One common example of how Flow Map can be used in practice would be to use it to assess the team’s motivational states in planning and preparation for a new project or in anticipation of major organizational changes.
In the ideal situation, if you as a leader wanted to learn about group dynamics and assess management behaviors of your team members you would invite them to play the Game to obtain their profiles through the Master Analytic Profiler which measures 29 leadership competencies. The comprehensive FLIGBY reports not only provide valuable information in terms of everyone’s capabilities and managerial skills but can also point to how individuals make decisions in specific situations. Their profiles can also help you predict how your colleagues will respond emotionally to particular challenges and give you the opportunity to match them to tasks that create win-win scenarios for the business and everyone involved.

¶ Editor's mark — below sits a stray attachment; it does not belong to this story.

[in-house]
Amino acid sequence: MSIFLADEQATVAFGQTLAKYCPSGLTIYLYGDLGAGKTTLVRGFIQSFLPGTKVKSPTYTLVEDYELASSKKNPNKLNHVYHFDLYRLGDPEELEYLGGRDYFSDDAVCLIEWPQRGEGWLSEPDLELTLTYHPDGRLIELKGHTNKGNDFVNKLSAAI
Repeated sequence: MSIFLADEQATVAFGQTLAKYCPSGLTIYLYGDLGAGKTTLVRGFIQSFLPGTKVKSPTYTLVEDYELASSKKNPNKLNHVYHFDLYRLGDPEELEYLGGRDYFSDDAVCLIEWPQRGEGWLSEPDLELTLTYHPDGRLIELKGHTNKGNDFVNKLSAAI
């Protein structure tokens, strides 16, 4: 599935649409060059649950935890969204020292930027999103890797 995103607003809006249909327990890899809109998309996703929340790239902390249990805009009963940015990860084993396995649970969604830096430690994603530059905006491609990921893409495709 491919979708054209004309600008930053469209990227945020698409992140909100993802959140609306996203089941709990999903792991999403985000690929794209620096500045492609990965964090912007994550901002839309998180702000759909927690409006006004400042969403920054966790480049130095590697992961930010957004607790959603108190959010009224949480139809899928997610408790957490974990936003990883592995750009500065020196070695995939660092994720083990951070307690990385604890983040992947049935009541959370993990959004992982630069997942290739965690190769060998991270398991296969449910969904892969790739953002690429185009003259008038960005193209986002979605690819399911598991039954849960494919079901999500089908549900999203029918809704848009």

In the event that you can’t obtain such profiles, you could use what you have learned in the Game to create your own Flow Map of your team based on the knowledge you have about your employees. Let’s say that during the initial project planning meeting you observe a difference in attitudes and associated behaviors between your colleagues. One of your employees seems restless, is avoiding eye contact and makes negative comments about the project. You remember she was in the office late the night before and overheard her complaint to a colleague that she is not sleeping well. Another team member shows up late for the meeting and seems completely uninterested in the discussion. The rest of the team is curious, actively participates and is generally excited to pursue the project.